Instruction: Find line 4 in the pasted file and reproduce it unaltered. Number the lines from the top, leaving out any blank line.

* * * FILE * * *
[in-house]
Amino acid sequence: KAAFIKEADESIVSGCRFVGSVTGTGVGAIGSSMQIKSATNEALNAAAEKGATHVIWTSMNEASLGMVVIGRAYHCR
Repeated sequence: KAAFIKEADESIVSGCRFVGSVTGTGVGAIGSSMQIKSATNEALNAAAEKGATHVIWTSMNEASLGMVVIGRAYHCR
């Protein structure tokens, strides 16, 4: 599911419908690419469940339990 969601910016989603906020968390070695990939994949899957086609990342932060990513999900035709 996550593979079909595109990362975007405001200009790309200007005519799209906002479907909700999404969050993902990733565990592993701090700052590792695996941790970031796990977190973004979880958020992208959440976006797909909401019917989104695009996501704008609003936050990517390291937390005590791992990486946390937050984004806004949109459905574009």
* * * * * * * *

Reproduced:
């Protein structure tokens, strides 16, 4: 599911419908690419469940339990 969601910016989603906020968390070695990939994949899957086609990342932060990513999900035709 996550593979079909595109990362975007405001200009790309200007005519799209906002479907909700999404969050993902990733565990592993701090700052590792695996941790970031796990977190973004979880958020992208959440976006797909909401019917989104695009996501704008609003936050990517390291937390005590791992990486946390937050984004806004949109459905574009």